Celebrating the Life of Jack Vleeming
/ Author: Donald Mundy 627 Rate this article:

Celebrating the Life of Jack Vleeming

The honour of knowing Jack and his family reminds me why I do what I do

Don Mundy, Representative

Last spring, I attended the funeral of Jack Vleeming, one of our Local 402 members who was employed by Clark Reefer Lines Limited. Jack was a lifelong trucker and a legend on the highways of BC. If you were to drive from Vancouver to Prince George and pull up to any truck stop along the way, you would no doubt run into someone who knew Jack. He was 74 when he passed away. He drove truck right up to a few months before his death from liver complications. He was as tough as nails with a gentle outgoing disposition. 

When I arrived at Victory Memorial Park cemetery in Surrey, Jack’s truck was parked in front of the chapel. It was shined and buffed to perfection and was absolutely gleaming in the bright afternoon sun. You couldn’t help but get a little choked up seeing that. 

In the chapel, we were given a pamphlet with a picture of Jack along with a short biography. I read that he was born in Westervoort, the Netherlands, in July 1944. I’m a bit of a geography nut, so I Googled the town and found out Westervoort is a suburb of Arnhem. 

For all you history buffs out there, does “1944” and “Arnhem” mean anything to you? In September 1944, when Jack was less than three months old, the Allies attempted to take the bridge in Arnhem over the Rhine River during the Second World War. This would have enabled them to invade Germany and hopefully end the war before Christmas. 

What followed was one of the most famous battles of the war, later immortalized in the book and movie A Bridge Too Far. Without a doubt, Jack’s parents and his three siblings would have been hiding in a basement or cellar during the battle. I’m sure Jack’s mom tried to comfort him as the bombs and shells were falling nearby.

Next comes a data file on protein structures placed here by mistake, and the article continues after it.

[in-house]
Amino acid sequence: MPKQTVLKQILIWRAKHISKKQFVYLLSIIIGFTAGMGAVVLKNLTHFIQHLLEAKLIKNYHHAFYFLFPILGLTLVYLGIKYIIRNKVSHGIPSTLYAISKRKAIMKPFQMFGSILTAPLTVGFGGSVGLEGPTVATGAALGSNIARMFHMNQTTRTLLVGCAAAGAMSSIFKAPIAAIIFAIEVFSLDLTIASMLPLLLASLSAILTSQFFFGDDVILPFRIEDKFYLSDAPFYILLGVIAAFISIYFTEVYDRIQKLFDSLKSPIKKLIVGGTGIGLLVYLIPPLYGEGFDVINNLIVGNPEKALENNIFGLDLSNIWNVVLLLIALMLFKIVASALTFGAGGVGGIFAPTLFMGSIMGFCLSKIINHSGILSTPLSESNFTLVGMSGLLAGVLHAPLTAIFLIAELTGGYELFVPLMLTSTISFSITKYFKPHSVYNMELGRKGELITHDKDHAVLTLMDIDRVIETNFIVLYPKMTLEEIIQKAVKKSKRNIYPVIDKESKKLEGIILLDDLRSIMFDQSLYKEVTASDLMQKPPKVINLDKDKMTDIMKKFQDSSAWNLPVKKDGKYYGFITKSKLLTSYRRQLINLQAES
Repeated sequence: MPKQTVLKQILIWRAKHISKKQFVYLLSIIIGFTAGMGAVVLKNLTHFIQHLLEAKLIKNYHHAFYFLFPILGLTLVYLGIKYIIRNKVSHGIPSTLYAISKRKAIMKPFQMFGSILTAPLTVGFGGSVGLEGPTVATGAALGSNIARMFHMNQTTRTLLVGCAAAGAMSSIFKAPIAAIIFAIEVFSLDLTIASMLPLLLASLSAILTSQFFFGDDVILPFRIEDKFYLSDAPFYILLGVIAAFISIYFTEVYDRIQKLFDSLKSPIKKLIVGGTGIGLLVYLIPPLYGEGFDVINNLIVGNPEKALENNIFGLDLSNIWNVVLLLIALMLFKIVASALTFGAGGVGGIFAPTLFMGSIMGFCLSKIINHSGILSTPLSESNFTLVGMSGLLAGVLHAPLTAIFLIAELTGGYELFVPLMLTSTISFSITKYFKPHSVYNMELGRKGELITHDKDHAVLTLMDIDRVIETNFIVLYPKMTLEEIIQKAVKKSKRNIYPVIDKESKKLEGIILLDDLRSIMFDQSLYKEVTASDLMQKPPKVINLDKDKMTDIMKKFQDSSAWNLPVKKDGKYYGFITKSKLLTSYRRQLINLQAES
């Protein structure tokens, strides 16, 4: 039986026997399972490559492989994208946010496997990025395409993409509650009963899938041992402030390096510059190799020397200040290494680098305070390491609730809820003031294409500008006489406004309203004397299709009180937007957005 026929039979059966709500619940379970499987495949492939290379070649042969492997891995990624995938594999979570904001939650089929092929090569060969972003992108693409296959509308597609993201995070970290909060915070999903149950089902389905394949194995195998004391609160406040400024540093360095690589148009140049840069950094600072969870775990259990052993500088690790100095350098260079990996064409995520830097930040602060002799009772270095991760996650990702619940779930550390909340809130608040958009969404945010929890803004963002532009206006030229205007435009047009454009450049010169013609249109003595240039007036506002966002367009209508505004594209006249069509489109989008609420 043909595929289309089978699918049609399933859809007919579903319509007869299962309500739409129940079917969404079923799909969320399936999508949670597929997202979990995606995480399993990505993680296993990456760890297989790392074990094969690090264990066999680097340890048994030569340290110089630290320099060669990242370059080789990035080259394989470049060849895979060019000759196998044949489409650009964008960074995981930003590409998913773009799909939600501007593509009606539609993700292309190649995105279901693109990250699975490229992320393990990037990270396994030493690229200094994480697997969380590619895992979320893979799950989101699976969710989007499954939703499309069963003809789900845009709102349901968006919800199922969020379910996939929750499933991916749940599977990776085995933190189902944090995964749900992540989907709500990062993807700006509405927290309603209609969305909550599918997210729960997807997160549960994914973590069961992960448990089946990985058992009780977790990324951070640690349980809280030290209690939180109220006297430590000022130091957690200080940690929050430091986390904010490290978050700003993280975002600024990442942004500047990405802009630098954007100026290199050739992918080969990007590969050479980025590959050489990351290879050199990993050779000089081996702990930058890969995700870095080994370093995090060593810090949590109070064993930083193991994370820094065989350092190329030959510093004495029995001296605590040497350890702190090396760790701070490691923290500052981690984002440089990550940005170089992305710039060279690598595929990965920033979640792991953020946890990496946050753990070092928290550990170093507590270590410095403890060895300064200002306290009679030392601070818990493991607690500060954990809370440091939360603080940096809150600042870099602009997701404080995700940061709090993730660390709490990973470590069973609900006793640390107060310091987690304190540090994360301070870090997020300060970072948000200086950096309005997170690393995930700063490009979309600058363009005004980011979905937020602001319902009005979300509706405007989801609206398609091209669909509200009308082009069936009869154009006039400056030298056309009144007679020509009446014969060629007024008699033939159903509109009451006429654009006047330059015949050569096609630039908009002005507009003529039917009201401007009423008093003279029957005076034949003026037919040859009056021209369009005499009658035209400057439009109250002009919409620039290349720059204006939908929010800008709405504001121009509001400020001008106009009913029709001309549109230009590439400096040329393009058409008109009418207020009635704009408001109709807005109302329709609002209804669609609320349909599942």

The Allies were unable to take Arnhem and were driven back to southern Holland. The following winter was one of incredible hardship and death in the Netherlands. Known as the Hunger Winter, upward of 20,000 Dutch people died of starvation as the German armies took the majority of the food out of the country. Jack’s dad, along with most of the able-bodied men in the Netherlands, was most likely conscripted by the Germans into forced labour for the remainder of the war.

This is the family history Jack was born into. He lived through some of the most cataclysmic events in Netherland’s history. If you’ve ever wondered where Dutch people get their famous stubbornness from, part of it comes from stories like what Jack and his family lived through.

Jack’s family moved to Canada in the early 1950s as part of a huge wave of Dutch people who immigrated to Canada. He grew up near Calgary and started driving truck in his early 20s and kept at it until just before he passed away. He will be deeply missed by his family at home and by his family at Clark Reefer Lines.

Jack’s son, John, followed his father’s footsteps and got into trucking himself. He also worked for Clark and was part of the bargaining team during the first set of negotiations in 2013 after the workers joined Local 402. 

During the negotiations, John—just like his dad—was tough as nails. He was also a pleasure to work with, and his outgoing personality helped push negotiations to a successful conclusion. 

A few years later, John ventured out on his own and started a new trucking company. I kept in touch with him over the years. John is an avid Philadelphia Eagles fan, and when they won their first Super Bowl in 2018, I sent him a congratulatory text. He responded with thanks, followed by a derisive comment about my beloved Seahawks. 

Jack’s daughter, Natalie, also joined the world of trucking, and she too worked at Clark. Unfortunately, things did not work out for her at the company, and we took her case to arbitration to achieve a settlement. At the funeral, John and Natalie saw me walking over, and both came up and hugged me. I could tell they were thankful their union rep came to show respect for their dad.

I tell this story in honour and celebration of the life of Jack Vleeming and as an example of how CLAC touches the lives of members and their families. Sometimes, we get to touch their lives in a profound way. Jack’s funeral was a reminder for me of why I became a union representative. I get the opportunity to reach out and make a difference in people’s lives.

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